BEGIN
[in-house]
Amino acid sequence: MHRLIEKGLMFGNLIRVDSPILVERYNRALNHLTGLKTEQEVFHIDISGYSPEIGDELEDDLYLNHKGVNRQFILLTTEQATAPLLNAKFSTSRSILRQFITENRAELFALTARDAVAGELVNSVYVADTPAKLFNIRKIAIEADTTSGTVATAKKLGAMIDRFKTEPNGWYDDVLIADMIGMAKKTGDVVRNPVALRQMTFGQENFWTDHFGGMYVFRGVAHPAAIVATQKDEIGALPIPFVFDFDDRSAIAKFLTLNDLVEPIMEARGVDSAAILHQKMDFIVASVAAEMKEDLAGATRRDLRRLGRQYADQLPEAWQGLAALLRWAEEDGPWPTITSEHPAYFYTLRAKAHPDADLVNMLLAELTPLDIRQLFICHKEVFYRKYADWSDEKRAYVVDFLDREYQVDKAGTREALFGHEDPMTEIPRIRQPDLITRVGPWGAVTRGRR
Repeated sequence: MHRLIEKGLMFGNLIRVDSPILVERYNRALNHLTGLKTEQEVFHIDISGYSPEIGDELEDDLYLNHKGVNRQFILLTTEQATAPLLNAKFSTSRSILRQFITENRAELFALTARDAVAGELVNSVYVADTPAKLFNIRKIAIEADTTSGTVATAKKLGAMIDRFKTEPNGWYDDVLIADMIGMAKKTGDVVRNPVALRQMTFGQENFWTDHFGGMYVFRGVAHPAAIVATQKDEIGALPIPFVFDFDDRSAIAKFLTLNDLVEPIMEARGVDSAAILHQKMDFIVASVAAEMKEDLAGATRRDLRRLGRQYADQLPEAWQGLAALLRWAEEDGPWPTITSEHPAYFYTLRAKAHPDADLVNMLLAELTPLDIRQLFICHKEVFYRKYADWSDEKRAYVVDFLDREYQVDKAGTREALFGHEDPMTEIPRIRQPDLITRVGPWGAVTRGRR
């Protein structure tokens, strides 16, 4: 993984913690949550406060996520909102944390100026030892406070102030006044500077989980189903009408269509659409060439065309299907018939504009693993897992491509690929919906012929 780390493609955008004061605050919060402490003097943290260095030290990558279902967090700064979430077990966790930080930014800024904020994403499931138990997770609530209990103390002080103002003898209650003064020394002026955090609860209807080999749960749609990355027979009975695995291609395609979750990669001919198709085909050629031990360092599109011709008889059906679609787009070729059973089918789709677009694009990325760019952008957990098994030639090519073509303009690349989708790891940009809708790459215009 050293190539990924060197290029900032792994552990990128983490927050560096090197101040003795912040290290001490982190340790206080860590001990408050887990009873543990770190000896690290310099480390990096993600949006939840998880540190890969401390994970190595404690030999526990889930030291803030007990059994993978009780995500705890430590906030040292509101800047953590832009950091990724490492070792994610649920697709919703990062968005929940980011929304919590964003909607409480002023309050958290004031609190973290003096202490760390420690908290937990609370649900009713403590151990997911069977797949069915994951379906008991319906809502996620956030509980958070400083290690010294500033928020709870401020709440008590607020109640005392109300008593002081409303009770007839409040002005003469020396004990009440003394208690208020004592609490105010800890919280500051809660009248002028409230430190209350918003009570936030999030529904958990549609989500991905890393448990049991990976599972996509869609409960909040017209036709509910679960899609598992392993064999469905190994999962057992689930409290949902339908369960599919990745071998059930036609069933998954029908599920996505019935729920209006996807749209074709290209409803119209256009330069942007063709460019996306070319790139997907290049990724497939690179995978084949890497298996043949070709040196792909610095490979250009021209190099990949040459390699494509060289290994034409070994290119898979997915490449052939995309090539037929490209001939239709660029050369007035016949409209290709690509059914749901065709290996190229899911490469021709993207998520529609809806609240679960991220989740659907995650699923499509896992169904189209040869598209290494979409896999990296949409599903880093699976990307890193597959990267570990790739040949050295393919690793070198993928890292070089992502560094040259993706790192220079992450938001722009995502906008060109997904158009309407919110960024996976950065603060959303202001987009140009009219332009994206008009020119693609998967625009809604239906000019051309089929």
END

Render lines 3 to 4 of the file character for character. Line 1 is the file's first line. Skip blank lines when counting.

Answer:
Repeated sequence: MHRLIEKGLMFGNLIRVDSPILVERYNRALNHLTGLKTEQEVFHIDISGYSPEIGDELEDDLYLNHKGVNRQFILLTTEQATAPLLNAKFSTSRSILRQFITENRAELFALTARDAVAGELVNSVYVADTPAKLFNIRKIAIEADTTSGTVATAKKLGAMIDRFKTEPNGWYDDVLIADMIGMAKKTGDVVRNPVALRQMTFGQENFWTDHFGGMYVFRGVAHPAAIVATQKDEIGALPIPFVFDFDDRSAIAKFLTLNDLVEPIMEARGVDSAAILHQKMDFIVASVAAEMKEDLAGATRRDLRRLGRQYADQLPEAWQGLAALLRWAEEDGPWPTITSEHPAYFYTLRAKAHPDADLVNMLLAELTPLDIRQLFICHKEVFYRKYADWSDEKRAYVVDFLDREYQVDKAGTREALFGHEDPMTEIPRIRQPDLITRVGPWGAVTRGRR
């Protein structure tokens, strides 16, 4: 993984913690949550406060996520909102944390100026030892406070102030006044500077989980189903009408269509659409060439065309299907018939504009693993897992491509690929919906012929 780390493609955008004061605050919060402490003097943290260095030290990558279902967090700064979430077990966790930080930014800024904020994403499931138990997770609530209990103390002080103002003898209650003064020394002026955090609860209807080999749960749609990355027979009975695995291609395609979750990669001919198709085909050629031990360092599109011709008889059906679609787009070729059973089918789709677009694009990325760019952008957990098994030639090519073509303009690349989708790891940009809708790459215009 050293190539990924060197290029900032792994552990990128983490927050560096090197101040003795912040290290001490982190340790206080860590001990408050887990009873543990770190000896690290310099480390990096993600949006939840998880540190890969401390994970190595404690030999526990889930030291803030007990059994993978009780995500705890430590906030040292509101800047953590832009950091990724490492070792994610649920697709919703990062968005929940980011929304919590964003909607409480002023309050958290004031609190973290003096202490760390420690908290937990609370649900009713403590151990997911069977797949069915994951379906008991319906809502996620956030509980958070400083290690010294500033928020709870401020709440008590607020109640005392109300008593002081409303009770007839409040002005003469020396004990009440003394208690208020004592609490105010800890919280500051809660009248002028409230430190209350918003009570936030999030529904958990549609989500991905890393448990049991990976599972996509869609409960909040017209036709509910679960899609598992392993064999469905190994999962057992689930409290949902339908369960599919990745071998059930036609069933998954029908599920996505019935729920209006996807749209074709290209409803119209256009330069942007063709460019996306070319790139997907290049990724497939690179995978084949890497298996043949070709040196792909610095490979250009021209190099990949040459390699494509060289290994034409070994290119898979997915490449052939995309090539037929490209001939239709660029050369007035016949409209290709690509059914749901065709290996190229899911490469021709993207998520529609809806609240679960991220989740659907995650699923499509896992169904189209040869598209290494979409896999990296949409599903880093699976990307890193597959990267570990790739040949050295393919690793070198993928890292070089992502560094040259993706790192220079992450938001722009995502906008060109997904158009309407919110960024996976950065603060959303202001987009140009009219332009994206008009020119693609998967625009809604239906000019051309089929």